Deactivate any heat system humidifiers once the weather stabilizes.
Drain sediment from hot water heaters.
Wash windows inside and out.
Wash window screens with warm water and mild soap, scrubbing each screen with a brush, then rinsing thoroughly.
Clean drapes and window treatments. Read labels for cleaning instructions. Dry-clean fabric shades.
Swap out heavier drapes for lighter drapes.
Wipe wooden blinds with a damp cloth. Metal and vinyl blinds can be cleaned with warm water and mild soap. Vacuum any dust.
Furniture + Rugs
Clean upholstered furnishings.
Take cushions outside and gently beat them.
Clean stains according to any care labels. Use the vacuum’s upholstery or crevice tools to clean inside all furniture seams.
Move furniture and vacuum beneath it.
Vacuum and clean any rugs. Note any wear and send valuable or antique rugs to a reputable cleaner to be cleaned and repaired if needed.
Flip and rotate mattresses.
Change out bedding. Swap autumn or winter colors for colors or bright whites, neutrals or natural linens.
Discard expired medicines, cosmetics and beauty products.
Clean and reseal grout lines.
Empty all cabinets and shelves.
Thoroughly wipe down the insides and outsides of all cabinets and shelves.
Inspect canned food, spices, etc. for expiration dates and freshness.
Sort items like with like then reload cabinets, keeping categories distinct and easy to understand.
Label shelves for clarity.
Empty the fridge and wipe down all shelves, drawers and other elements.
Review contents for spoiled/expired food and discard.
Recycle any glass, metal or plastic containers.
Dust refrigerator coils. Be sure to turn off power at the circuit breaker first.
Defrost the freezer.
Wipe down the inside of the microwave and any ovens.
Run a sanitizing cycle with special cleaners through the dishwasher.
Wash the exterior and interior of any washing machines and dryers.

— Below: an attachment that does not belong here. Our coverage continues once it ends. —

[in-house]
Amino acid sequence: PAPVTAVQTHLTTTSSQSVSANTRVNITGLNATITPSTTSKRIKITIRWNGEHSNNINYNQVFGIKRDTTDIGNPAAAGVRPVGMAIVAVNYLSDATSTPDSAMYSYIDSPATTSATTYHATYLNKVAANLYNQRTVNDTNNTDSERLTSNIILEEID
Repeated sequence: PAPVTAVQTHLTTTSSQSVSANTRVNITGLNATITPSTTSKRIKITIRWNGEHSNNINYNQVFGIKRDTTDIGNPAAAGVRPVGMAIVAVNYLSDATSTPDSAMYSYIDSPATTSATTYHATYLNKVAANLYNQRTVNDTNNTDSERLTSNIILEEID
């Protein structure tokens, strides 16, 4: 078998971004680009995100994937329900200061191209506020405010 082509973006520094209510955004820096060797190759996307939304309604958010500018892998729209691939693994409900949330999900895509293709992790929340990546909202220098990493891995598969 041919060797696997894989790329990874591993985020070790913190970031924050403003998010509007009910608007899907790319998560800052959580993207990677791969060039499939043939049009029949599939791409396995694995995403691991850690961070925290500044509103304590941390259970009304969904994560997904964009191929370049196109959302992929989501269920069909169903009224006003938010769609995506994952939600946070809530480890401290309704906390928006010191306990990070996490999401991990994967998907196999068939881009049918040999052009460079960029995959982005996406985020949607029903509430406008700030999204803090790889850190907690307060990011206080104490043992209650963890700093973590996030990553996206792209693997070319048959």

Clean the dryer vent.
Check and clean as needed the dryer duct.
Papers + Home Office
Review your files and update any household inventories.
Discard owners manuals and other instructions for anything you no longer own.
Clean computers outside and in.
Wipe cases down and dust keyboards.
Organize your files on the computer, clearing off the desktop and creating subfolders in your DOCUMENTS or MY DOCUMENTS folder.
Change batteries in smoke detectors (twice a year) and remove any dust around sensors.
Check the status of all fire extinguishers and carbon monoxide alarms.
Make sure everyone knows how to operate a fire extinguisher.
Review all escape plans.
Check any collapsible ladders, ropes and other emergency exit supplies for 2nd floor and higher rooms.
Review emergency and first aid kits, replacing any outdated supplies with fresh ones.
Make sure the kit includes a list of emergency numbers, especially the nearest poison-control center.
While this list is comprehensive, it doesn’t include livestock or other particularly rural chores.
Feel free to let us know if we’ve overlooked anything, big or small.
What are some clever ways you’ve found to make Spring Cleaning more fun? We’d love to hear from you.
Other articles to check out: How To Approach Your Taxes Like A Recipe
One of the pioneers of professional organizing and productivity, Andrew Mellen is the best-selling author of Unstuff Your Life!. He travels the world speaking, teaching, and coaching individuals and global brands including the New York Mets, Genentech, American Express, Time, Inc. and the Metropolitan Museum of Art.